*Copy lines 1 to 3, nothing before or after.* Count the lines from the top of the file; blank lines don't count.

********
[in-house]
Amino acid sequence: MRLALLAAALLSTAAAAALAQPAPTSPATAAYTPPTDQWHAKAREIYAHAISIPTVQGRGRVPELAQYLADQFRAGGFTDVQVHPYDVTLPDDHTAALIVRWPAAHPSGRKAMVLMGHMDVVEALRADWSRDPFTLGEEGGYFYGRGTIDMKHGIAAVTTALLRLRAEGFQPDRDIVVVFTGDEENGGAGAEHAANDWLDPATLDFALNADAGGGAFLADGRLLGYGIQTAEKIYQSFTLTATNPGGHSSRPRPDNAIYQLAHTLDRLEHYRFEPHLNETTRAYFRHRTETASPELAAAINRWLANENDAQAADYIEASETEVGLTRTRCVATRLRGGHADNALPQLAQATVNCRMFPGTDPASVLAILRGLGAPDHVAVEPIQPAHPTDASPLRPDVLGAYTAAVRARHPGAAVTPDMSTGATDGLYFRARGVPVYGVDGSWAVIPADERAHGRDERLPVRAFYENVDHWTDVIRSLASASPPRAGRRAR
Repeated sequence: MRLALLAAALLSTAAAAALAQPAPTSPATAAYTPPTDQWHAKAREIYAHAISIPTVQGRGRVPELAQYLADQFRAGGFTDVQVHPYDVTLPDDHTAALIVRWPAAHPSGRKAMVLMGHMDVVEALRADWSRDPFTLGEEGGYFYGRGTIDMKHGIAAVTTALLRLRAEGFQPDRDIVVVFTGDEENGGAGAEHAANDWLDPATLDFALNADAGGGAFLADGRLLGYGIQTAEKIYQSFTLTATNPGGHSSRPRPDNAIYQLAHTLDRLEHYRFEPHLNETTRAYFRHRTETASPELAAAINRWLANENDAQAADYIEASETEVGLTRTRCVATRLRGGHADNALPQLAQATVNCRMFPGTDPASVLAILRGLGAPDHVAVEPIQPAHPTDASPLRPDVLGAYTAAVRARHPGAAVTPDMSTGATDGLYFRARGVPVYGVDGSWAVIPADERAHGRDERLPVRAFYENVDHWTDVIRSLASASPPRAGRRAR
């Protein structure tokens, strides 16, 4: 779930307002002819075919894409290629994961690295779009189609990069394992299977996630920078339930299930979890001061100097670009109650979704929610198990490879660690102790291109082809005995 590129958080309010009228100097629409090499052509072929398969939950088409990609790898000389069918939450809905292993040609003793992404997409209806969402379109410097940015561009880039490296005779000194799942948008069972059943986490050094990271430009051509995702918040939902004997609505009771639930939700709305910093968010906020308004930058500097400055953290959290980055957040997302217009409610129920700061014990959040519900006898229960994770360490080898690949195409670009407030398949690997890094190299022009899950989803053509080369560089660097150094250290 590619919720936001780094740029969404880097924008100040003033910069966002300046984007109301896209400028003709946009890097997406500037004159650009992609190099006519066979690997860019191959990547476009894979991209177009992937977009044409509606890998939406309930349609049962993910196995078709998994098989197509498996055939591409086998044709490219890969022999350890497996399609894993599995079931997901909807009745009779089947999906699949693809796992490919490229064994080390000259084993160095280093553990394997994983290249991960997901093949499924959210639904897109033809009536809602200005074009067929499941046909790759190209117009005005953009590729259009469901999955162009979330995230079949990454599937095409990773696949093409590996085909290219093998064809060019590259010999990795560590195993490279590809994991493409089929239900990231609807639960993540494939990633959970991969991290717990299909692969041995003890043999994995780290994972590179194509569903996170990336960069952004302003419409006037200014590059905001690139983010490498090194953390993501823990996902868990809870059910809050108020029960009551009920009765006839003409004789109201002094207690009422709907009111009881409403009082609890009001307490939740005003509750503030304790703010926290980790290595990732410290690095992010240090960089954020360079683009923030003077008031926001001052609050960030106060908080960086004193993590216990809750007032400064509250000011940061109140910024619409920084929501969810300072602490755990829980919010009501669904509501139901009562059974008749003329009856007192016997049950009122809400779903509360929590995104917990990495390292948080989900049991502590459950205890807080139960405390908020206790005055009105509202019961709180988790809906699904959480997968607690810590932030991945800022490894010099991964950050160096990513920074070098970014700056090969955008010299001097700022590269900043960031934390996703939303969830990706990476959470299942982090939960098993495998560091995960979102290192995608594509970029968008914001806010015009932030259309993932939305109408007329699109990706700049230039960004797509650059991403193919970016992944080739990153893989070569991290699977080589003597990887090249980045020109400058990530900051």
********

[in-house]
Amino acid sequence: MRLALLAAALLSTAAAAALAQPAPTSPATAAYTPPTDQWHAKAREIYAHAISIPTVQGRGRVPELAQYLADQFRAGGFTDVQVHPYDVTLPDDHTAALIVRWPAAHPSGRKAMVLMGHMDVVEALRADWSRDPFTLGEEGGYFYGRGTIDMKHGIAAVTTALLRLRAEGFQPDRDIVVVFTGDEENGGAGAEHAANDWLDPATLDFALNADAGGGAFLADGRLLGYGIQTAEKIYQSFTLTATNPGGHSSRPRPDNAIYQLAHTLDRLEHYRFEPHLNETTRAYFRHRTETASPELAAAINRWLANENDAQAADYIEASETEVGLTRTRCVATRLRGGHADNALPQLAQATVNCRMFPGTDPASVLAILRGLGAPDHVAVEPIQPAHPTDASPLRPDVLGAYTAAVRARHPGAAVTPDMSTGATDGLYFRARGVPVYGVDGSWAVIPADERAHGRDERLPVRAFYENVDHWTDVIRSLASASPPRAGRRAR
Repeated sequence: MRLALLAAALLSTAAAAALAQPAPTSPATAAYTPPTDQWHAKAREIYAHAISIPTVQGRGRVPELAQYLADQFRAGGFTDVQVHPYDVTLPDDHTAALIVRWPAAHPSGRKAMVLMGHMDVVEALRADWSRDPFTLGEEGGYFYGRGTIDMKHGIAAVTTALLRLRAEGFQPDRDIVVVFTGDEENGGAGAEHAANDWLDPATLDFALNADAGGGAFLADGRLLGYGIQTAEKIYQSFTLTATNPGGHSSRPRPDNAIYQLAHTLDRLEHYRFEPHLNETTRAYFRHRTETASPELAAAINRWLANENDAQAADYIEASETEVGLTRTRCVATRLRGGHADNALPQLAQATVNCRMFPGTDPASVLAILRGLGAPDHVAVEPIQPAHPTDASPLRPDVLGAYTAAVRARHPGAAVTPDMSTGATDGLYFRARGVPVYGVDGSWAVIPADERAHGRDERLPVRAFYENVDHWTDVIRSLASASPPRAGRRAR